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How can warning defects cause consumer injuries?

Often, when a Kentucky resident thinks about dangerous products, they may imagine items with design or manufacturing defects that can harm unsuspecting consumers. However, there is another way that manufacturers can fail in exercising their duties of care with regard to consumer safety. When the maker of a product fails to include with the item sufficient warnings and instructions to explain to consumers how the product may and may not be used, then that maker may be liable for products liability claims based on warning defects.

Most products come with warnings that explain to consumers how the products may become dangerous if they are not used for their intended purposes. For example, a serving dish may be safe if it is used to hold food but, if it is not intended to be placed in an oven, it may overheat and become dangerous to individuals who attempt to use it in that manner. The failure of the serving dish manufacturer to make it known that baking is not a permissible use of the item may be held accountable for the injuries of consumers who erroneously believe it may be used in hot environments.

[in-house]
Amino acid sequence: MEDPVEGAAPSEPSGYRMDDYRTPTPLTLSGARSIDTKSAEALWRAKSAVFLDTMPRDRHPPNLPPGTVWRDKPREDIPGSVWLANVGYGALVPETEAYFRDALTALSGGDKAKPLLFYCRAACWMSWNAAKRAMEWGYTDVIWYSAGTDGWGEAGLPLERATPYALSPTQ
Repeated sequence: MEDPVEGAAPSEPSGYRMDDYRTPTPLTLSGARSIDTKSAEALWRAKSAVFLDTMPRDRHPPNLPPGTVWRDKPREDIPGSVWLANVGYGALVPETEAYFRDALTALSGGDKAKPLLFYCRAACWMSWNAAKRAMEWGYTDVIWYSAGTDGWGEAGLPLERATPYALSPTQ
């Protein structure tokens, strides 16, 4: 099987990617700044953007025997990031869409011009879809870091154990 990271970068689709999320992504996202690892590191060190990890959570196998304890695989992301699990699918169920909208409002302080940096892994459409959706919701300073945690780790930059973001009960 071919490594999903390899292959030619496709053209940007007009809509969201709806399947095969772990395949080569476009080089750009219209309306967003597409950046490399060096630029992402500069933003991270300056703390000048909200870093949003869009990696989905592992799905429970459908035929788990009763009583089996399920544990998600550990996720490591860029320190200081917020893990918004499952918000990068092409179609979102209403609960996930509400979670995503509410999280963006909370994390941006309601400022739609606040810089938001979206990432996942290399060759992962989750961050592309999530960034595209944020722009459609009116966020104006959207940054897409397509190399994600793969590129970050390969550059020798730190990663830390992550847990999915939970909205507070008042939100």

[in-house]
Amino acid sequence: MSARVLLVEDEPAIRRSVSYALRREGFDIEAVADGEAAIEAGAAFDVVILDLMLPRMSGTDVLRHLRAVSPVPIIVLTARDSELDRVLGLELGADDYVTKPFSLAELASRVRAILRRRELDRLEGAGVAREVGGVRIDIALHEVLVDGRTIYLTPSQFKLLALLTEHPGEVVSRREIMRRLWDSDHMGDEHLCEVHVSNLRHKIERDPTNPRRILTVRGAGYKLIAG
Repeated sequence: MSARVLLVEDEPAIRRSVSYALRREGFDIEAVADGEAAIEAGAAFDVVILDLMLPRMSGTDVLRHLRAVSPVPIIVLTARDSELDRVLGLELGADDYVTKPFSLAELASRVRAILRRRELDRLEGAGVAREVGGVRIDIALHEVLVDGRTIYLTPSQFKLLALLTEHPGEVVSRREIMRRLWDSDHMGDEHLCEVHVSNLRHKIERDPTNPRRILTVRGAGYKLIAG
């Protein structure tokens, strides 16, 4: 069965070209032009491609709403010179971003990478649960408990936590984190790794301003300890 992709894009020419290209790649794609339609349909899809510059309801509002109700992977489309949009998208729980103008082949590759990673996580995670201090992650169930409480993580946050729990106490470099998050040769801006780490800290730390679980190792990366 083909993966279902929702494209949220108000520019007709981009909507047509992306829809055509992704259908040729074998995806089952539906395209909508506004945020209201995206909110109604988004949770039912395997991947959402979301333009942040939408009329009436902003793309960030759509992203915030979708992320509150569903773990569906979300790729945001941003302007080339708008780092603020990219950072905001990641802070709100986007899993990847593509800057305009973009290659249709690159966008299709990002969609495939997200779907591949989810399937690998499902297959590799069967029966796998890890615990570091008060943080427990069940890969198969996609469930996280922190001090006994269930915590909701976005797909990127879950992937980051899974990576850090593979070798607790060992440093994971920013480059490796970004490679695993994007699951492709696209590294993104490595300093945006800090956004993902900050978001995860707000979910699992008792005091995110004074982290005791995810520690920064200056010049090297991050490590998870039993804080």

Manufacturers of products must provide warnings for dangers that they know exist in their goods and that may not be obvious to consumers. For example, in our serving dish discussion it may not seem unreasonable to a consumer that an item intended to be used with food could also be used to bake food. If the manufacturer of the serving dish knew that the materials it used would not hold up to heating them, it would have a duty to warn about the dangers of using the dish in the oven.

The makers of goods must take proactive steps to keep the consumers who use their products safe. When they fail in their duties to provide safe products, they may be sued in civil court based on products liability and other personal injury-based claims.

Source:Ā FindLaw, "Defects in Warnings," accessed Nov. 13, 2017

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